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Thursday, January 3, 2019

The Consequences of William of Ockham

William of Ockham
Richard M. Weaver, in his 1948 bestseller Ideas Have Consequences, says that the scholastic logician William of Ockham paved way for the dissolution of the Western civilization by giving birth to nominalism, which is a doctrine that denies the existence of the Universals.

Weaver begins the Introduction to his book with a dramatic denunciation of Ockham’s role in the fourteenth century:
Like Macbeth, Western man made an evil decision, which has become the efficient and final cause of other evil decisions. Have we forgotten our encounter with the witches on the heath? It occurred in the late fourteenth century, and what the witches said to the protagonist of this drama was that man could realize himself more fully if he would only abandon his belief in the existence of transcendentals. The powers of darkness were working subtly, as always, and they couched this proposition in the seemingly innocent form of an attack upon universals. The defeat of logical realism in the great medieval debate was the crucial event in the history of Western culture; from this flowed those acts which issue now in modern decadence.
A paragraph later, Weaver directly mentions Ockham in connection with the propagation of nominalism:
For this reason I turn to William of Occam as the best representative of a change which came over man’s concep­tion of reality at this historic juncture. It was William of Occam who propounded the fateful doctrine of nominalism, which denies that universals have a real existence. His triumph tended to leave universal terms mere names serving our convenience. The issue ultimately involved is whether there is a source of truth higher than, and independent of, man; and the answer to the question is decisive for one’s view of the nature and destiny of humankind. The practical result of nominalist philosophy is to banish the reality which is perceived by the intellect and to posit as reality that which is perceived by the senses. With this change in the affirmation of what is real, the whole orientation of culture takes a turn, and we arc on the road to modern empiricism.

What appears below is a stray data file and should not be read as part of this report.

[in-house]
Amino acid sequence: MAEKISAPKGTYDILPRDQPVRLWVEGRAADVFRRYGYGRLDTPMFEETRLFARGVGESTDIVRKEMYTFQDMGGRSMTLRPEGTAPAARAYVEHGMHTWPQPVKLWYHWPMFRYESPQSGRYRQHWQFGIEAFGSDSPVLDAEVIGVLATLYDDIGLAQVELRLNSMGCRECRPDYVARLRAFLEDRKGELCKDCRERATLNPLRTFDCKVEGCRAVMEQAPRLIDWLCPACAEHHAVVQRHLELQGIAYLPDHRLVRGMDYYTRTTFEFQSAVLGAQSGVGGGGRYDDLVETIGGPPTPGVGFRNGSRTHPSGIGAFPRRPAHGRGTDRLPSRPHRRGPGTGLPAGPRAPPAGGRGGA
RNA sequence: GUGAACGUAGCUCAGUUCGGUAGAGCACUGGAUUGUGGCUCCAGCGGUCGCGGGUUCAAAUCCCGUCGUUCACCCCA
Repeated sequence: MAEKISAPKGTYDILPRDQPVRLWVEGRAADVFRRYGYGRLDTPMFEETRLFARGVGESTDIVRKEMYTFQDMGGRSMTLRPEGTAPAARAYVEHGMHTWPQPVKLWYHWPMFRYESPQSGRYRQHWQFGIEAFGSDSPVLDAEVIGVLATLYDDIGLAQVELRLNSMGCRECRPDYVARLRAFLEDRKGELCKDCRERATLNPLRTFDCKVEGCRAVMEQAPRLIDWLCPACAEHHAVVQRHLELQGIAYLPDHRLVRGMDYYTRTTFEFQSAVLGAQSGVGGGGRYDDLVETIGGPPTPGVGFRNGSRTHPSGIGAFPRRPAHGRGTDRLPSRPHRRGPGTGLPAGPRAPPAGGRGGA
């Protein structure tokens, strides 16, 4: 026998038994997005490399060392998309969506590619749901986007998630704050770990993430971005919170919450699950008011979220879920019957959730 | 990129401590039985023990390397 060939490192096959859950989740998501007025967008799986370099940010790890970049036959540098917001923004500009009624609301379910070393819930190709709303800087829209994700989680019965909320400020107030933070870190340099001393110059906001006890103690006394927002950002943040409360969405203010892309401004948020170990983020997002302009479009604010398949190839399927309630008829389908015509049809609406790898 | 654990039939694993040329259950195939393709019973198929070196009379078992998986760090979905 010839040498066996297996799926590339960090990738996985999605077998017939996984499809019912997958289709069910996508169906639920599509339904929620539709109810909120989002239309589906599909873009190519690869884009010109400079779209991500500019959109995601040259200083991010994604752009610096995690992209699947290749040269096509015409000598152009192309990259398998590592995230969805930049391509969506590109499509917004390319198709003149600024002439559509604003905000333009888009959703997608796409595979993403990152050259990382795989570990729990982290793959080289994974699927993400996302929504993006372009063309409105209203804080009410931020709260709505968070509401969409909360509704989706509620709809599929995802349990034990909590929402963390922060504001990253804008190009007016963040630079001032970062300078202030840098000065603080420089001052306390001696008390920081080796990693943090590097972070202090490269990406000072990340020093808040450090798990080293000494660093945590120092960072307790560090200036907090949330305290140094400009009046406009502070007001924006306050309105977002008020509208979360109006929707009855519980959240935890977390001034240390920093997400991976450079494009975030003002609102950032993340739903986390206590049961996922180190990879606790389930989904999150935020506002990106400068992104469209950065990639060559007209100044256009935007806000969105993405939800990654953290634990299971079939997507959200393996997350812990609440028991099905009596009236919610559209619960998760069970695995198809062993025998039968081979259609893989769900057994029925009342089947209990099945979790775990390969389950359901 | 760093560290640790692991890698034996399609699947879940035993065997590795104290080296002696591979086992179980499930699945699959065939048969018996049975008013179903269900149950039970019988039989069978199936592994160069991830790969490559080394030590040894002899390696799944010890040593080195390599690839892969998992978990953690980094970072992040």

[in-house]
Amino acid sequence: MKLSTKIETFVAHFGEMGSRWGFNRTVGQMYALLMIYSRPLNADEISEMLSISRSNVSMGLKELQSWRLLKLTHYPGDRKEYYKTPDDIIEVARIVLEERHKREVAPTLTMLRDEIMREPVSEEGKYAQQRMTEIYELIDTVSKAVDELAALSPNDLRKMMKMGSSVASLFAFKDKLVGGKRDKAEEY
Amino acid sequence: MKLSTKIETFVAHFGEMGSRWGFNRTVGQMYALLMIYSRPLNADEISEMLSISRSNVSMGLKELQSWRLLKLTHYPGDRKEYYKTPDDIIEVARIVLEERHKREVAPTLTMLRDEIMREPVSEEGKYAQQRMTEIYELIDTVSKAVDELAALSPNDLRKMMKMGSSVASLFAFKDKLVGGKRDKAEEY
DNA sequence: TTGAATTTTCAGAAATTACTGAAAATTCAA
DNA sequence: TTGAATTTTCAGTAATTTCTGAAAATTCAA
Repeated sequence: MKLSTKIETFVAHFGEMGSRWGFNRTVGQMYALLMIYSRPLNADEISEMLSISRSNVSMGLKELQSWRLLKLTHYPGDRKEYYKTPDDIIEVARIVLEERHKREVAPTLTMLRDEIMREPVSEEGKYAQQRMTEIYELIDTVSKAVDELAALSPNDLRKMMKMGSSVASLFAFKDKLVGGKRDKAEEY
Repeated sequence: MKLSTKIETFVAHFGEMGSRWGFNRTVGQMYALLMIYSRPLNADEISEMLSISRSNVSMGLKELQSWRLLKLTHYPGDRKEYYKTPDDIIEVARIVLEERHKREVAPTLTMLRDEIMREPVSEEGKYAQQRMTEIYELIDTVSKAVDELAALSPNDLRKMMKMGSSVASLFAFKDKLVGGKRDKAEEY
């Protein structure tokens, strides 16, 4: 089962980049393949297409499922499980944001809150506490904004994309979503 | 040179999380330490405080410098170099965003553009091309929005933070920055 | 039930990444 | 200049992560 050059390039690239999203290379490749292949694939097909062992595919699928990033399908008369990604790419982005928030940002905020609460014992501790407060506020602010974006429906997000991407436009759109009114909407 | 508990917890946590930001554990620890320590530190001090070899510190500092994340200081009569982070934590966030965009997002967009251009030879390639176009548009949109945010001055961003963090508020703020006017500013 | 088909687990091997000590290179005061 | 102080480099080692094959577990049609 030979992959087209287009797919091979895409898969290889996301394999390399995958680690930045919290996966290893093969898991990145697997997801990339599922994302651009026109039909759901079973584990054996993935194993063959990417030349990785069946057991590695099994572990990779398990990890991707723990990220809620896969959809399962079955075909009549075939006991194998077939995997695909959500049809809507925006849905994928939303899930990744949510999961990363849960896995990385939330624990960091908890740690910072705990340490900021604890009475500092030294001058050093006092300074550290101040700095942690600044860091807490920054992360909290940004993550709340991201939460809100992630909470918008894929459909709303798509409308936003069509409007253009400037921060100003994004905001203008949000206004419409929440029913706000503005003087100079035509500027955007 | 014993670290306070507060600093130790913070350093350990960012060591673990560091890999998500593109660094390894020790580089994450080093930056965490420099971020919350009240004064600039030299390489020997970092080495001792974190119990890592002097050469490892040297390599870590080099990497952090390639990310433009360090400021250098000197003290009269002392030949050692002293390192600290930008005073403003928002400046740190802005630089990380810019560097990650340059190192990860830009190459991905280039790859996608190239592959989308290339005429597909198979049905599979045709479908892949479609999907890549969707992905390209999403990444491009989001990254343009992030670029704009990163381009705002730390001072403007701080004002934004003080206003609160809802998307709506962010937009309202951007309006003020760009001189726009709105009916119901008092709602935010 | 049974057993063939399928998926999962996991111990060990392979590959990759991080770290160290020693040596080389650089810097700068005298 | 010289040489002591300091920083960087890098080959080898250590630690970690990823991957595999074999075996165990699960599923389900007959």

Weaver's perspectives on Ockham's philosophy is similar to what Etienne Gilson has said in his book The Unity of Philosophical Experience (1937). The Chapter 3, “The Road to Skepticism,” in Gilson's book is devoted to exploring the consequences of Ockham’s nominalist philosophy. Gilson writes: “as a philosopher, it was Ockham’s privilege to usher into the world what I think is the first known case of a new intellectual disease.”

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